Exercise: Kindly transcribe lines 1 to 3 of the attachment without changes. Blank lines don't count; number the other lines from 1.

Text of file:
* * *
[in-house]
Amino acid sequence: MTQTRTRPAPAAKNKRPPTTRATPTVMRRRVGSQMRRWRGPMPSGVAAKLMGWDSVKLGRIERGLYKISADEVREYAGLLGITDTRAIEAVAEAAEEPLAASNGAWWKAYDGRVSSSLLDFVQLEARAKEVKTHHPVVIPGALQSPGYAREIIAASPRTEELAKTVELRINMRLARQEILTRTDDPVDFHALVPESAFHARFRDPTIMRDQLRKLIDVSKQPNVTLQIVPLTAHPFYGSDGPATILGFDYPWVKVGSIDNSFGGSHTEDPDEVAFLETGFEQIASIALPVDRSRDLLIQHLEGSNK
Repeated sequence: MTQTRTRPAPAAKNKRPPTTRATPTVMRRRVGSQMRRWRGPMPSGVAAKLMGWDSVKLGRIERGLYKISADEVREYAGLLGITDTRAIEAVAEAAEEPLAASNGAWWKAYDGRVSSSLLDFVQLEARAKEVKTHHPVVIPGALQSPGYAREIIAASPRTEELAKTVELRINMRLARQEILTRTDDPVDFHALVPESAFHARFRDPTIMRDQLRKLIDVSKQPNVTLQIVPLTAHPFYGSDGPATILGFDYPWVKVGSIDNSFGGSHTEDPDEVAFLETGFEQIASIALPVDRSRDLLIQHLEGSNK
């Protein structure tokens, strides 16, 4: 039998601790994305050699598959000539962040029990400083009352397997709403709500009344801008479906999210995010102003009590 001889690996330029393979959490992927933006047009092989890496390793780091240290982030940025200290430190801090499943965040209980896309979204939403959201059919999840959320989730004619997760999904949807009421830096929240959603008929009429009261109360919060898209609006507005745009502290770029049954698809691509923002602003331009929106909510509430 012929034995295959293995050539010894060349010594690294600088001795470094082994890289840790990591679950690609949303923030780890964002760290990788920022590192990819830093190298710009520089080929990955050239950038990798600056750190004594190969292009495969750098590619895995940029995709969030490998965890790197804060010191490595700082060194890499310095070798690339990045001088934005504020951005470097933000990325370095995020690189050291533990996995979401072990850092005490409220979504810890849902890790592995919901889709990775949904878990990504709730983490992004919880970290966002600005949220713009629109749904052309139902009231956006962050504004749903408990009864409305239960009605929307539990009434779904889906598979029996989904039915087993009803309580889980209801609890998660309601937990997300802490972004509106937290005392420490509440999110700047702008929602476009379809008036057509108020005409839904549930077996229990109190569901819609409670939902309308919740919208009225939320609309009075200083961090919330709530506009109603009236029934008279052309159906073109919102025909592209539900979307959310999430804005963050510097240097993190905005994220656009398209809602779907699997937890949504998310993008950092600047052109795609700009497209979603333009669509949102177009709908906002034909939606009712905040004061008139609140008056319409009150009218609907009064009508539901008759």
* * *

[in-house]
Amino acid sequence: MTQTRTRPAPAAKNKRPPTTRATPTVMRRRVGSQMRRWRGPMPSGVAAKLMGWDSVKLGRIERGLYKISADEVREYAGLLGITDTRAIEAVAEAAEEPLAASNGAWWKAYDGRVSSSLLDFVQLEARAKEVKTHHPVVIPGALQSPGYAREIIAASPRTEELAKTVELRINMRLARQEILTRTDDPVDFHALVPESAFHARFRDPTIMRDQLRKLIDVSKQPNVTLQIVPLTAHPFYGSDGPATILGFDYPWVKVGSIDNSFGGSHTEDPDEVAFLETGFEQIASIALPVDRSRDLLIQHLEGSNK
Repeated sequence: MTQTRTRPAPAAKNKRPPTTRATPTVMRRRVGSQMRRWRGPMPSGVAAKLMGWDSVKLGRIERGLYKISADEVREYAGLLGITDTRAIEAVAEAAEEPLAASNGAWWKAYDGRVSSSLLDFVQLEARAKEVKTHHPVVIPGALQSPGYAREIIAASPRTEELAKTVELRINMRLARQEILTRTDDPVDFHALVPESAFHARFRDPTIMRDQLRKLIDVSKQPNVTLQIVPLTAHPFYGSDGPATILGFDYPWVKVGSIDNSFGGSHTEDPDEVAFLETGFEQIASIALPVDRSRDLLIQHLEGSNK